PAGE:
Introduced way back in 1898, this standard police revolver was a six shooter that sent 158 grain bullets along at 770 feet per second. Designed to be an improvement over the .38 Long Colt, it was found to be less than impressive as a man stopper in the Philippines, leading to development of the .45 ACP. Still, it became a common gun of gangsters and an even more common gun and caliber for the police. (The evolutionary improvement of the .38 Special was the .357 S&W Magnum introduced in 1934 as the most powerful pistol cartridge of its time, which of course gained many gangster converts that wanted to have bragging rights to the most powerful handgun. The .357’s came late in the gangster era and did not have the massive distribution of these other guns. It could propel a 158 grain bullet at about 1400 fps.)
5. Sawed-off Shotgun.
Usually in 12 gauge and firing double ought (OO) buckshot (.33 caliber balls, 9 per shot), this was normally a pump action shotgun providing 4 to 6 shots. Of course, single and double barrel shotguns were also cut down for concealment and ease of use in automobiles as well, with the thunderous boom and 9 balls coming at you providing a lot of intimidation as well as firepower.
4. Browning Automatic Rifle .30/06.
The BAR was a full sized military one man machine gun firing the powerful military .30 caliber Springfield cartridge. Able to zip through car doors, bullet proof vests, walls and medium sized trees, this was a fearsome weapon used by the most serious of criminals. It was a favorite of Clyde Barrow, and one was used to take down Clyde and Bonnie. Because of its large size (16 pounds and 47 inches long) it was common for the bad guys to cut down the stock and the barrel to make it easier to get into and out of cars with it. Unless you had one too, you were out gunned. Having a 20 round magazine that could be rapidly changed helped overwhelm opponents.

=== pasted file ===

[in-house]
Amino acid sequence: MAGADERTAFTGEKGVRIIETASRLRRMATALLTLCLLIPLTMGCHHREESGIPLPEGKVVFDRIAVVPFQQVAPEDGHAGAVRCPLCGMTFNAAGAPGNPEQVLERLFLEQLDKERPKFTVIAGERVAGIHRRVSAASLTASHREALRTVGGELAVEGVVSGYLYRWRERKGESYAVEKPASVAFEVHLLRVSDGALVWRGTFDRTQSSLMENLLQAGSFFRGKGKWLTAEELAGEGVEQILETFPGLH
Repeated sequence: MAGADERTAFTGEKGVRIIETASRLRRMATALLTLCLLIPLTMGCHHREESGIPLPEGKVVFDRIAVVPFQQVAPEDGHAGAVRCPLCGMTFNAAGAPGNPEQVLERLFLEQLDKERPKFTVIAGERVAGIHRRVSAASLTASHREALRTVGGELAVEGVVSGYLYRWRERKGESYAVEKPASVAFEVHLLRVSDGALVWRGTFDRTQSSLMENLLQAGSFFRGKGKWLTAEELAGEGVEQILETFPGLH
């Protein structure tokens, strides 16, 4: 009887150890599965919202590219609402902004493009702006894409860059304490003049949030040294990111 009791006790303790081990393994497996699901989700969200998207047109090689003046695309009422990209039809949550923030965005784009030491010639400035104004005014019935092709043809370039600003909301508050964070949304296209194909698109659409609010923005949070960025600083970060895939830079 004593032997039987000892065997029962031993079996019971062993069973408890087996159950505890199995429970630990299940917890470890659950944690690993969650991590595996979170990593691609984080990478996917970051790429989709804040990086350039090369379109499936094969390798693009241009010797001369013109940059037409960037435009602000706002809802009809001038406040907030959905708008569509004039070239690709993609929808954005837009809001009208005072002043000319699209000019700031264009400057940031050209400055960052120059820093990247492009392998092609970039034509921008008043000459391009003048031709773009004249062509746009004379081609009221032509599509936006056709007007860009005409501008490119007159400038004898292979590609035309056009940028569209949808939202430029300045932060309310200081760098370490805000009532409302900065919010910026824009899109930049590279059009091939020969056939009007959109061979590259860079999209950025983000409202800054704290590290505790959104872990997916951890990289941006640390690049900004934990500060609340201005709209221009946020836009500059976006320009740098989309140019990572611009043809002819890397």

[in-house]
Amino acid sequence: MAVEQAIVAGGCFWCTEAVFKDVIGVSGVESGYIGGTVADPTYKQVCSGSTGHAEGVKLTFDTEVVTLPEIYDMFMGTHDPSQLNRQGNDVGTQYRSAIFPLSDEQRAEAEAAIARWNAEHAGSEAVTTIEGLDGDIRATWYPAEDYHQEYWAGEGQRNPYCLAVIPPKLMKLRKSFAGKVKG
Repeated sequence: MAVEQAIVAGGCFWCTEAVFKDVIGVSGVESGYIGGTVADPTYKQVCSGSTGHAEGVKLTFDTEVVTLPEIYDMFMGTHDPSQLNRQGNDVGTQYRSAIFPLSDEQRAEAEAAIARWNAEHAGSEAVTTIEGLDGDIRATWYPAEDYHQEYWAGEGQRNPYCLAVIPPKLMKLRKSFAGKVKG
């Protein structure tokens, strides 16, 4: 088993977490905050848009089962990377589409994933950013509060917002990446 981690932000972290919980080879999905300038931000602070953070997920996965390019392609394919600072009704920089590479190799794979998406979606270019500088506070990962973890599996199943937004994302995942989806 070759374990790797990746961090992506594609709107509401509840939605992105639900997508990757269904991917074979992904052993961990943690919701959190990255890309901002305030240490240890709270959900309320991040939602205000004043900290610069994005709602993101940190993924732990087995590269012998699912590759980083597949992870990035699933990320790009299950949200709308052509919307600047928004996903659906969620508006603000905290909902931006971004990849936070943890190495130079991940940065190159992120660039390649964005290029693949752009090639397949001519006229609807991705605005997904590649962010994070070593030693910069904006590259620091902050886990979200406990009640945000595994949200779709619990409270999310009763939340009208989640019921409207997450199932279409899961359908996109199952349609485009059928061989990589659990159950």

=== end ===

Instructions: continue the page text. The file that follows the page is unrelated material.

3. Colt M1911 .38 Super.
All the same advantages of the M1911 in .45 ACP but with a .38 caliber bullet screaming at 1300 feet per second (130 grain bullet). This was close to 250 fps faster than the .38 ACP round that preceded it in Colt automatic pistols, fast enough to penetrate any bullet proof vest of the day. From 1929 until the .357 S&W Magnum appeared in 1934 the .38 Super was the fastest pistol bullet, something every self respecting gangster could appreciate.
2. Colt M1911 .45 ACP.
Lobbing big fat bullets at about 750-800 feet per second turned out to be surprisingly effective as a man stopper, and the rapid reload capability of a semi-automatic pistol with quick change 7 round magazines gave the gangsters a considerable edge over the police armed with the .38 S&W, .38 Long Colt, or .38 S&W Special revolvers. There were no speed loaders in those days, so reloading was even slower in the revolver then than now, and the .45 was far more effective against people.
1. Tommy Gun.
Originally called the “Annihilator,” and then renamed “The Thompson Submachine Gun” invented by John T. Thompson and built by Auto-Ordnance Company, the models M1921 and M1928 were the ones commonly used by gangsters. The St. Valentine’s Day Massacre in 1929 was the work of this weapon, spitting out bullets at the rate of 850 rounds per minute for most of the M1921’s and 720 rpm for the M1928.
For more information, please see…
Gorenstein, Nathan. Tommy Gun Winter: Jewish Gangsters, a Preacher’s Daughter, and the Trial That Shocked 1930s Boston. ForeEdge, 2015.